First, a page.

Charlie Stross has written what he termed a new cluetrain manifesto, although it bears no relation to the original except in form. Instead of talking about businesses and marketing, his is about the relationship of labor, capital, and government in the early 21st century.
I don’t think most of his points are all that controversial, with notable exception of 14. I find the idea of mass civil unrest in the Western democracies laughably absurd. For the United States, it’s doubly absurd when it’s supposed to be the outgrowth of a populist economic revolt. As John Steinbeck put it, “[America’s] poor see themselves not as an exploited proletariat, but as temporarily embarrassed millionaires.”
I think I finally have something worth turning into a sticker.
With growing inequality and the civil unrest from Ferguson and the Occupy protests fresh in people’s mind, the world’s super rich are already preparing for the consequences. At a packed session in Davos, former hedge fund director Robert Johnson revealed that worried hedge fund managers were already planning their escapes. “I know hedge fund managers all over the world who are buying airstrips and farms in places like New Zealand because they think they need a getaway,” he said.
This fear that the unwashed masses will soon rise up and overthrow their betters is a reoccurring theme with the ultra rich. It never happens though. Why? As Marco Rubio famously said, “We have never been a nation of haves and have-nots. We are a nation of haves and soon-to-haves, of people who have made it and people who will make it. And that’s who we need to remain.” As long as that lie keeps getting believed, the 1% will remain safe on their piles of money.
Slate’s Vault highlights a 1955 map of forbidden areas for Soviet travelers. Like all good things from the Cold War, it’s born out the absurdity, childish tit-for-tat, and fear.
In 1952, the US passed a law baring pinkos from entering the country. The next year, the Soviets decided to how much better they were by letting capitalist pig dogs into the 70% of Soviet Union. So in 1955, the US decided to mimic the Soviet travel restrictions by opening up 70% of the US and 70% of cities of population greater than 100,000 to the Soviets. Ports and military installations were forbidden, but must of it is just arbitrary nonsense. You can visit Minneapolis, but not St. Paul. KCK is fine, but KCMO is not. Also, don’t even think about leaving Kansas City, Kansas. Texas Panhandle? Not a chance. And don’t even think about visiting Southern Illinois.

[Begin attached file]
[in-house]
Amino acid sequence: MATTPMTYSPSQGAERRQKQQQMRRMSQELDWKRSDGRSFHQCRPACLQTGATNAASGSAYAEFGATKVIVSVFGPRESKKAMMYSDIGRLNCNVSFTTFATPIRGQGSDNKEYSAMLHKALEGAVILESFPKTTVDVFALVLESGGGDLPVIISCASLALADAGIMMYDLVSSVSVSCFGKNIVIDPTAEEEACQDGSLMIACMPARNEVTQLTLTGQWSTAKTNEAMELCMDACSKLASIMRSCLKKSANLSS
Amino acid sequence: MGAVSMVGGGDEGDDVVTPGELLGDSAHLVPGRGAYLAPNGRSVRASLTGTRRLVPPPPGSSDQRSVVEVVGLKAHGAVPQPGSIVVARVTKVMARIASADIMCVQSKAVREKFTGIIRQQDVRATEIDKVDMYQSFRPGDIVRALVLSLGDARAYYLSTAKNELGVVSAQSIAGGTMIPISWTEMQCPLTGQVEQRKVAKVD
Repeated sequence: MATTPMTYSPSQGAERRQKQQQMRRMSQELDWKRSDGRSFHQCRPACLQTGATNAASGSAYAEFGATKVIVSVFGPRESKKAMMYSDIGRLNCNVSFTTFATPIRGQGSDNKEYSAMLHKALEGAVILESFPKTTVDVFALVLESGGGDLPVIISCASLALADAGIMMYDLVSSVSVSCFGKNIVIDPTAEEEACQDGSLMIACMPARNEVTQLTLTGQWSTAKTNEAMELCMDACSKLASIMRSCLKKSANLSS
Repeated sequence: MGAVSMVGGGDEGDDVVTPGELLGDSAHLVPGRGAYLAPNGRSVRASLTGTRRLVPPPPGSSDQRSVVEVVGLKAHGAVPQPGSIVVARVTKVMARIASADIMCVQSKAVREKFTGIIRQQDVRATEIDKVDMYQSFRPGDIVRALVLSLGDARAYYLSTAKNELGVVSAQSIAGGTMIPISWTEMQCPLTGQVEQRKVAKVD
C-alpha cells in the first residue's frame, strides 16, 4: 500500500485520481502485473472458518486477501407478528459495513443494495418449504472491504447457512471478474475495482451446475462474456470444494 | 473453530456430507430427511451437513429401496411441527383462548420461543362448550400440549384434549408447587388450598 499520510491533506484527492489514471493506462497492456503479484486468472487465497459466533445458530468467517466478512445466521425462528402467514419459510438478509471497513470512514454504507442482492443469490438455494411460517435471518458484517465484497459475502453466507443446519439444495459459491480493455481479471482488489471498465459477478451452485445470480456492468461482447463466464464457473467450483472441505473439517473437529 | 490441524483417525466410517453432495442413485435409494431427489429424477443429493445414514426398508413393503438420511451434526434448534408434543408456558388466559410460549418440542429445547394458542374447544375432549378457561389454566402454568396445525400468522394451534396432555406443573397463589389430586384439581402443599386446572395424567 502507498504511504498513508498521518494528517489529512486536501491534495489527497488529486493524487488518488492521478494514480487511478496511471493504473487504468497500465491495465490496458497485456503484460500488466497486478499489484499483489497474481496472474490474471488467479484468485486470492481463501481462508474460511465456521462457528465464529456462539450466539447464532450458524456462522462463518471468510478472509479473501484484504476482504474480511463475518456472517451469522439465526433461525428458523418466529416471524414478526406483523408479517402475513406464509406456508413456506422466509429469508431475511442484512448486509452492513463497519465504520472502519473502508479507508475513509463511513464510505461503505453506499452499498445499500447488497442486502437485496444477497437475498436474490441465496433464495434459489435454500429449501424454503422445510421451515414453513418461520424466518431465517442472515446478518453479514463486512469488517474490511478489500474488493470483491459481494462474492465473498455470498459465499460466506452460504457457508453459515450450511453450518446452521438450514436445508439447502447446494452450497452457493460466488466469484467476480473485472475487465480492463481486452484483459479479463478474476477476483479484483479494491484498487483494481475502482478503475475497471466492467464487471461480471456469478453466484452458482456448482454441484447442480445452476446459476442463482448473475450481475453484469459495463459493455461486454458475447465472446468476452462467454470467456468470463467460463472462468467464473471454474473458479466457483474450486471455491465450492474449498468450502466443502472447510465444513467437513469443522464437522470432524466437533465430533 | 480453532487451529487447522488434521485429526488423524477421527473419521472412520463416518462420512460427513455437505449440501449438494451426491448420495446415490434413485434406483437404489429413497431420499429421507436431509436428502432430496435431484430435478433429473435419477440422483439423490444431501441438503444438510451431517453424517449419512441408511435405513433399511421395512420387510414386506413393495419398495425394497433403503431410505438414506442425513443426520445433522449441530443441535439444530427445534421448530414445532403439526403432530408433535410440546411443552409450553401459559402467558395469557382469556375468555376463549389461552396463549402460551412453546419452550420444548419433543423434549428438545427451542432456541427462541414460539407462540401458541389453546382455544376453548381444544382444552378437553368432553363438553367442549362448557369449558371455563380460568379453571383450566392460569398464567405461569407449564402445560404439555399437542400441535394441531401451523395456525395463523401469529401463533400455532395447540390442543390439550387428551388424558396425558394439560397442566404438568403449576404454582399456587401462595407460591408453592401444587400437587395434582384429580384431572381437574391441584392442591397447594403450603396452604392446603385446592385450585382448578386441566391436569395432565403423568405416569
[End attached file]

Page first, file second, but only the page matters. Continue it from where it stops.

It’s just stupid.
This map held until Kennedy removed all travel restrictions in 1962.
Well, we now have a “pope emeritus,” the first one since 1415. Now all we need is an antipope, and we’ll have everything. What I find interesting is speculation about Benedict XVI’s new title. I may not be a practicing catholic, but I am taken back that Benedict XVI is keeping his name, and the title of pope, and the vestments of office. He should revert back to wearing black, and not be called “pope” anything. The “former bishop of Rome” was a good compromise, since it’s a title that’s held by the pope in addition to pontiff, and sounds more pedestrian. Personally, I think “Ratzinger, emeritus bishop of Rome” would be perfect, but he apparently didn’t want to give it up. At least he’s traded in his pointy hat for a baseball cap.
Emily Bazelon at Slate has written a short essay lamenting the fact that access to polls has become a partisan issue. In other words, the Republican Party is transparently engaging in widespread voter suppression.
I will never understand why someone would not want to make it as easy as possible to let people vote. There’s something wrong if you’re in politics and you depend on an unengaged electorate.